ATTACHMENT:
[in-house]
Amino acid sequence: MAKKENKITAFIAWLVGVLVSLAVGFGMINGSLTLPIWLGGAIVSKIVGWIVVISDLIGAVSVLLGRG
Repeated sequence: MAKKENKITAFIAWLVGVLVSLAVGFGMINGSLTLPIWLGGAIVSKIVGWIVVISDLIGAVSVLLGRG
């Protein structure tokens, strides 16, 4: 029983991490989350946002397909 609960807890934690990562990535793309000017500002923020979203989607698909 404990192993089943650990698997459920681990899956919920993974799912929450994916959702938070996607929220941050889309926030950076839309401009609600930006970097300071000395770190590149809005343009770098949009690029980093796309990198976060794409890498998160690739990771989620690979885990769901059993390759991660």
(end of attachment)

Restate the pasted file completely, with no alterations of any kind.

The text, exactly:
[in-house]
Amino acid sequence: MAKKENKITAFIAWLVGVLVSLAVGFGMINGSLTLPIWLGGAIVSKIVGWIVVISDLIGAVSVLLGRG
Repeated sequence: MAKKENKITAFIAWLVGVLVSLAVGFGMINGSLTLPIWLGGAIVSKIVGWIVVISDLIGAVSVLLGRG
């Protein structure tokens, strides 16, 4: 029983991490989350946002397909 609960807890934690990562990535793309000017500002923020979203989607698909 404990192993089943650990698997459920681990899956919920993974799912929450994916959702938070996607929220941050889309926030950076839309401009609600930006970097300071000395770190590149809005343009770098949009690029980093796309990198976060794409890498998160690739990771989620690979885990769901059993390759991660």